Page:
Then Maduro looked at his ministers, and gave them a very clear order to subject themselves to whatever Gen. Padrino needed to handle these issues. The order was penned down in a resolution which confirms the vast powers that the general now has over the cabinet. This is much more than an unusual, albeit illegal, transfer of powers to the Minister of Defense. In effect, Padrino was appointed as a prime minister of sorts, and he has indeed assumed the role, as President Maduro has become less visible in the past few weeks.
Swiftly enough to choke local outrage, and cryptically enough to block the meddling eyes of international media, the military has made its move. A coup d’état? Power is still being shared. But it’s increasingly hard to tell who has the final word.
While Padrino has at his disposal every single minister of Maduro’s cabinet; and seemingly unlimited power to address the situation, the military-led government of Venezuela hasn’t taken a single steady-handed measure. Instead, it has been doubling down on Maduro’s bad decisions. For instance, a disturbingly unconstitutional decree was released a few days ago, which, in short, adds forced labor to the Venezuelan formula for planetary happiness.
On July 22, the Ministry of the Popular Power for the Social Process of Labor issued a resolution which establishes that any public institution or private company involved with the agro industry must lend its workers, upon request, to any entity which the government considers is in the process of reactivating its production. It doesn’t require much explanation to understand that moving around workers as if they were machinery violates some pretty basic human rights.
And all of this, to reactivate companies that were rendered unproductive by the late President Hugo Chávez’s economic policy, or that were simply taken over by his government and driven into insolvency by incompetence.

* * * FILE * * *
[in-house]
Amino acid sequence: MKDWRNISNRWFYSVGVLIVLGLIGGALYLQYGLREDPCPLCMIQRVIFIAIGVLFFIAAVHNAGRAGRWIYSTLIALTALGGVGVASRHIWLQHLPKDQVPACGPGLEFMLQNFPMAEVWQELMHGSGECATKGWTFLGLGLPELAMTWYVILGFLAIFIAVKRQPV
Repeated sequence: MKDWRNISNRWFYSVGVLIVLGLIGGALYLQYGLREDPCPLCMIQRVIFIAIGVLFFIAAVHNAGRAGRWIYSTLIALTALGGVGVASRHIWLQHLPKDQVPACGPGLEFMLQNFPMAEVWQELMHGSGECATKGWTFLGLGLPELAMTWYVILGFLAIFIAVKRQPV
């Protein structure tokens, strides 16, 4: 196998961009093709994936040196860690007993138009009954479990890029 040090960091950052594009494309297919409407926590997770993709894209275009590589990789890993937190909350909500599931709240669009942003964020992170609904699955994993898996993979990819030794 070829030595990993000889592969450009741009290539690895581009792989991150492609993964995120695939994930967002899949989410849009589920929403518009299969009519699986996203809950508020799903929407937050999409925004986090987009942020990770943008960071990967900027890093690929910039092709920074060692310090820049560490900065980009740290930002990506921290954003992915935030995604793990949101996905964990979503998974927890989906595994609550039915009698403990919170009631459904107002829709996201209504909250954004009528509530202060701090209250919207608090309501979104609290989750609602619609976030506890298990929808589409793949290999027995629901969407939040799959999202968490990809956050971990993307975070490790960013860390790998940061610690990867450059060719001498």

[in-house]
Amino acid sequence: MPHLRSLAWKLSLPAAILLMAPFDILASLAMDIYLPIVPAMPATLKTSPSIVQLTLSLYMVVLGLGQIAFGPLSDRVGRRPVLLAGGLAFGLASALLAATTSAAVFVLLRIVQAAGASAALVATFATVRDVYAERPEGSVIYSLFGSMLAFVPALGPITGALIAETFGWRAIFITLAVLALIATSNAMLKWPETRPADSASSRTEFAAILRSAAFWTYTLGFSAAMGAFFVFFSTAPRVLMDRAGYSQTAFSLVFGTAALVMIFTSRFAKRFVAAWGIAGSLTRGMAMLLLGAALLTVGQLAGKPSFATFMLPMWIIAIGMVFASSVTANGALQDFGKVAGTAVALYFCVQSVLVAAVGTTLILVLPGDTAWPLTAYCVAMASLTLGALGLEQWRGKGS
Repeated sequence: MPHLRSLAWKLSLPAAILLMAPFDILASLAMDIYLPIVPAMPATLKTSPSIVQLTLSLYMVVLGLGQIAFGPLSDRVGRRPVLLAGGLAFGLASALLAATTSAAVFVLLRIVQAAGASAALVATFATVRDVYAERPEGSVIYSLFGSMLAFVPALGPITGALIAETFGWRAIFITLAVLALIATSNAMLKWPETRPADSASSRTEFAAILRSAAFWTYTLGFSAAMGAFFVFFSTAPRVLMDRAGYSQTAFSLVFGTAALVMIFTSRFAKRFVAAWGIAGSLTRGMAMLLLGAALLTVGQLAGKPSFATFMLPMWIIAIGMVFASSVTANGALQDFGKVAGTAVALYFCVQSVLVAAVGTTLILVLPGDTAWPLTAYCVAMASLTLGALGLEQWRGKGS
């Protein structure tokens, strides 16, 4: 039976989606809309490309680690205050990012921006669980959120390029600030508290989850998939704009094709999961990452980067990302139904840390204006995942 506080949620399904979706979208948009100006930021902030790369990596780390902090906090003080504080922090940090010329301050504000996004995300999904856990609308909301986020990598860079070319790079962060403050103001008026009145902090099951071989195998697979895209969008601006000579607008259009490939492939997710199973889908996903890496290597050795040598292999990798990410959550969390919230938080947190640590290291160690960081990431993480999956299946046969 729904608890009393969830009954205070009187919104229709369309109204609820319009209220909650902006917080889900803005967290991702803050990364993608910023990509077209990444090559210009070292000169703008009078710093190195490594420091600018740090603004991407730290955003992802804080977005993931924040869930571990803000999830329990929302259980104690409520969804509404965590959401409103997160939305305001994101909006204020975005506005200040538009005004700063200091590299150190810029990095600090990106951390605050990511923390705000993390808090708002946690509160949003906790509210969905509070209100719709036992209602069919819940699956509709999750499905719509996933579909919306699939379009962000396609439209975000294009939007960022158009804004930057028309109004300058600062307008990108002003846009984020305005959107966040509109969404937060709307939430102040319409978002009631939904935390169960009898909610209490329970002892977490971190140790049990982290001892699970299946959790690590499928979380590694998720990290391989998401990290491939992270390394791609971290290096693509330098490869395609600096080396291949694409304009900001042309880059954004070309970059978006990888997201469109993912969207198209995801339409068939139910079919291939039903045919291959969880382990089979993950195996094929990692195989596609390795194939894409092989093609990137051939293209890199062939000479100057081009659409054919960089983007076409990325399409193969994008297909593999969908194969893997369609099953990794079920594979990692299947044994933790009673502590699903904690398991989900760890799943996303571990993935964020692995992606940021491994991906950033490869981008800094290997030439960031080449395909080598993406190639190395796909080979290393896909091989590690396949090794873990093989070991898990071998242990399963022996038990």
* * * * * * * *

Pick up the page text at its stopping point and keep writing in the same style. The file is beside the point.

The language in the resolution is clearly military, and it undoubtedly carries the stamp of the same policy-makers who designed the labyrinth of economic controls in which the country is lost. There’s not one measure that would help solve Venezuela’s economic problems at its core. It’s as if they’d rather have people starve because there is no food on the shelves, than have them struggle with realistic prices.
And the bomb keeps on ticking.
The hands-on, disciplined, military man seems to be cornered by the same demons that had the incompetent civilian president pressed against the wall.
A small taste of that same fear of action, which most likely led President Maduro to share his burden, came last week. After allowing telecommunication companies to raise their service fees so they would be able to invest in maintaining and upgrading platforms, the government backed down due to the public outrage of the price increase for mobile phone services, internet, and digital cable (which in some cases were up to 300 percent).
You can expect, in a few weeks, to read how Venezuelans were left off the grid because these technological platforms couldn’t take it anymore and shut down.
Meanwhile, the opposition-held parliament finally showed its teeth and moved to invalidate the illegal appointment of 13 Supreme Court justices stacked there by the previous lame duck legislature. Of course, these judges are not likely to step down, which sets the scene for a belated constitutional conflict between the judicial and legislative powers.
All of this happens in the midst of a major effort by the opposition to hold a recall referendum against President Maduro. While the elections authority has allowed the Kafkaesque process to move forward, and the opposition coalition (MUD) has been authorized to move on to the next step, any attempt by the government to delay or annul the process may still spark civil unrest.
So it’s fair to say that the government (and/or the military) is getting nervous. Very nervous. And that may be why the Supreme Tribunal, ever subservient to the whims of Chavismo, just ratified a resolution by the Ministry of Defense allowing the use of firearms to control street protests.
The Godfather General has been tasked with dismantling a bomb, but as he fumbles with the wiring, he may be making it deadlier.
Editor’s note: This story was updated on Aug. 3, 2016, 2:30 a.m. EDT